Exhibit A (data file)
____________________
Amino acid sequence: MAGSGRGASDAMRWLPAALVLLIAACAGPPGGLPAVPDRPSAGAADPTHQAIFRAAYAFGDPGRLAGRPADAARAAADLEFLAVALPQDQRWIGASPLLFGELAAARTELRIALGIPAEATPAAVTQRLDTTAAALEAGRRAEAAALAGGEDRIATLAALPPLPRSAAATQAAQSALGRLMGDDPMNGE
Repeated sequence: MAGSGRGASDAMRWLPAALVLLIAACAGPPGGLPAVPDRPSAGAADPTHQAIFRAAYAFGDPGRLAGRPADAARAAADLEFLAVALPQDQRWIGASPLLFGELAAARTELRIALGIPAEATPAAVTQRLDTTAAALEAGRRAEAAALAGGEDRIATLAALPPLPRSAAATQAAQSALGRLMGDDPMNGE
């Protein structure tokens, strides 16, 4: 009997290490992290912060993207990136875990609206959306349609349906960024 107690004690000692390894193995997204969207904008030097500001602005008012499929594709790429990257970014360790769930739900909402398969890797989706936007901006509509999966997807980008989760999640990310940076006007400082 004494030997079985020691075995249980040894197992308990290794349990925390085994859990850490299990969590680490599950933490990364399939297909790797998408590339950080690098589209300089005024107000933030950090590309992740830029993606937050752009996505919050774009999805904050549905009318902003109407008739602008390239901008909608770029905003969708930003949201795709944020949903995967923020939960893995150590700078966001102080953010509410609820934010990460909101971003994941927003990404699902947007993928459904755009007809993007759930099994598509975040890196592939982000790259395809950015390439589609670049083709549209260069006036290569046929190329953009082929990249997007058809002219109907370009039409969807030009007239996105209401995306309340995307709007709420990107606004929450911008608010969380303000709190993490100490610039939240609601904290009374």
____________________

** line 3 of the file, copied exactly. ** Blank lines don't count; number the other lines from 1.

């Protein structure tokens, strides 16, 4: 009997290490992290912060993207990136875990609206959306349609349906960024 107690004690000692390894193995997204969207904008030097500001602005008012499929594709790429990257970014360790769930739900909402398969890797989706936007901006509509999966997807980008989760999640990310940076006007400082 004494030997079985020691075995249980040894197992308990290794349990925390085994859990850490299990969590680490599950933490990364399939297909790797998408590339950080690098589209300089005024107000933030950090590309992740830029993606937050752009996505919050774009999805904050549905009318902003109407008739602008390239901008909608770029905003969708930003949201795709944020949903995967923020939960893995150590700078966001102080953010509410609820934010990460909101971003994941927003990404699902947007993928459904755009007809993007759930099994598509975040890196592939982000790259395809950015390439589609670049083709549209260069006036290569046929190329953009082929990249997007058809002219109907370009039409969807030009007239996105209401995306309340995307709007709420990107606004929450911008608010969380303000709190993490100490610039939240609601904290009374």